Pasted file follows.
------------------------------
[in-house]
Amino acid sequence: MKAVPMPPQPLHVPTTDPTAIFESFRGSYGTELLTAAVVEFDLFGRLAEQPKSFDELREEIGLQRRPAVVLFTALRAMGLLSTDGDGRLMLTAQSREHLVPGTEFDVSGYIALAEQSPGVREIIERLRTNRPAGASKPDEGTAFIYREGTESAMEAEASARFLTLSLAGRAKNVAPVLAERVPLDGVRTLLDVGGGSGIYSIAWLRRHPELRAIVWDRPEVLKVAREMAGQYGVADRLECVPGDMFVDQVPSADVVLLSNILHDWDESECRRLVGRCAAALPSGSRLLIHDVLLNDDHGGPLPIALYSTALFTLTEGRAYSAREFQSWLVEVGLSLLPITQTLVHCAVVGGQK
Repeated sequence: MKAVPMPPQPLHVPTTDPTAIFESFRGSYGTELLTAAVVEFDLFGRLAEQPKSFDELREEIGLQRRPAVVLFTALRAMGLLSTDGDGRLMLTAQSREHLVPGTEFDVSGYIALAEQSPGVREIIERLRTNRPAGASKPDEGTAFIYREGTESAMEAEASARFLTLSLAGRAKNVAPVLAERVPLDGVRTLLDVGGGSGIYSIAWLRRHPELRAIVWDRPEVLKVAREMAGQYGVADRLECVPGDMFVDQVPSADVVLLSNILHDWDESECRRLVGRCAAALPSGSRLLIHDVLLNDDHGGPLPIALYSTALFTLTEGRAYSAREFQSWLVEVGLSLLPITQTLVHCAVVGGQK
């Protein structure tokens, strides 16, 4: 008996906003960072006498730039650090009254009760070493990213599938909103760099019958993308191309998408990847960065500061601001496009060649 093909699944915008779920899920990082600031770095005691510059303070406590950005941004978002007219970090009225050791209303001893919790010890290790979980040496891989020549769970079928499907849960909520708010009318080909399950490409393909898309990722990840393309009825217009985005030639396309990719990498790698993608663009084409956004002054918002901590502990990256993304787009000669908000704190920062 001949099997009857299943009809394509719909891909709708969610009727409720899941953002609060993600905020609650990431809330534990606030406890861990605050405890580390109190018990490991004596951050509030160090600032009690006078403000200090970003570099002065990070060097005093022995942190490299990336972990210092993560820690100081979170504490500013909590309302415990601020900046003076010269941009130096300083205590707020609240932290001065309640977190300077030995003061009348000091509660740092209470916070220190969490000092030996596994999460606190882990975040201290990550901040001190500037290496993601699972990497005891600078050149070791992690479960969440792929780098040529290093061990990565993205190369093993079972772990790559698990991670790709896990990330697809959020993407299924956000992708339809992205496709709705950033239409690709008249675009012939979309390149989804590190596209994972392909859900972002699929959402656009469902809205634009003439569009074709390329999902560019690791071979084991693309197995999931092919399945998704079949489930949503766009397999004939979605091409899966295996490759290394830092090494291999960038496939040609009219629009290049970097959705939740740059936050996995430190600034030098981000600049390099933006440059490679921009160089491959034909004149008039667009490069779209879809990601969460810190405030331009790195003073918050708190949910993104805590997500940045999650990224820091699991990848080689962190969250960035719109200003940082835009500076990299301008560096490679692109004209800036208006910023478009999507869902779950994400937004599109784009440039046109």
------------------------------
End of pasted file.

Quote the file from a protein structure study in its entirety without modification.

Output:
[in-house]
Amino acid sequence: MKAVPMPPQPLHVPTTDPTAIFESFRGSYGTELLTAAVVEFDLFGRLAEQPKSFDELREEIGLQRRPAVVLFTALRAMGLLSTDGDGRLMLTAQSREHLVPGTEFDVSGYIALAEQSPGVREIIERLRTNRPAGASKPDEGTAFIYREGTESAMEAEASARFLTLSLAGRAKNVAPVLAERVPLDGVRTLLDVGGGSGIYSIAWLRRHPELRAIVWDRPEVLKVAREMAGQYGVADRLECVPGDMFVDQVPSADVVLLSNILHDWDESECRRLVGRCAAALPSGSRLLIHDVLLNDDHGGPLPIALYSTALFTLTEGRAYSAREFQSWLVEVGLSLLPITQTLVHCAVVGGQK
Repeated sequence: MKAVPMPPQPLHVPTTDPTAIFESFRGSYGTELLTAAVVEFDLFGRLAEQPKSFDELREEIGLQRRPAVVLFTALRAMGLLSTDGDGRLMLTAQSREHLVPGTEFDVSGYIALAEQSPGVREIIERLRTNRPAGASKPDEGTAFIYREGTESAMEAEASARFLTLSLAGRAKNVAPVLAERVPLDGVRTLLDVGGGSGIYSIAWLRRHPELRAIVWDRPEVLKVAREMAGQYGVADRLECVPGDMFVDQVPSADVVLLSNILHDWDESECRRLVGRCAAALPSGSRLLIHDVLLNDDHGGPLPIALYSTALFTLTEGRAYSAREFQSWLVEVGLSLLPITQTLVHCAVVGGQK
């Protein structure tokens, strides 16, 4: 008996906003960072006498730039650090009254009760070493990213599938909103760099019958993308191309998408990847960065500061601001496009060649 093909699944915008779920899920990082600031770095005691510059303070406590950005941004978002007219970090009225050791209303001893919790010890290790979980040496891989020549769970079928499907849960909520708010009318080909399950490409393909898309990722990840393309009825217009985005030639396309990719990498790698993608663009084409956004002054918002901590502990990256993304787009000669908000704190920062 001949099997009857299943009809394509719909891909709708969610009727409720899941953002609060993600905020609650990431809330534990606030406890861990605050405890580390109190018990490991004596951050509030160090600032009690006078403000200090970003570099002065990070060097005093022995942190490299990336972990210092993560820690100081979170504490500013909590309302415990601020900046003076010269941009130096300083205590707020609240932290001065309640977190300077030995003061009348000091509660740092209470916070220190969490000092030996596994999460606190882990975040201290990550901040001190500037290496993601699972990497005891600078050149070791992690479960969440792929780098040529290093061990990565993205190369093993079972772990790559698990991670790709896990990330697809959020993407299924956000992708339809992205496709709705950033239409690709008249675009012939979309390149989804590190596209994972392909859900972002699929959402656009469902809205634009003439569009074709390329999902560019690791071979084991693309197995999931092919399945998704079949489930949503766009397999004939979605091409899966295996490759290394830092090494291999960038496939040609009219629009290049970097959705939740740059936050996995430190600034030098981000600049390099933006440059490679921009160089491959034909004149008039667009490069779209879809990601969460810190405030331009790195003073918050708190949910993104805590997500940045999650990224820091699991990848080689962190969250960035719109200003940082835009500076990299301008560096490679692109004209800036208006910023478009999507869902779950994400937004599109784009440039046109």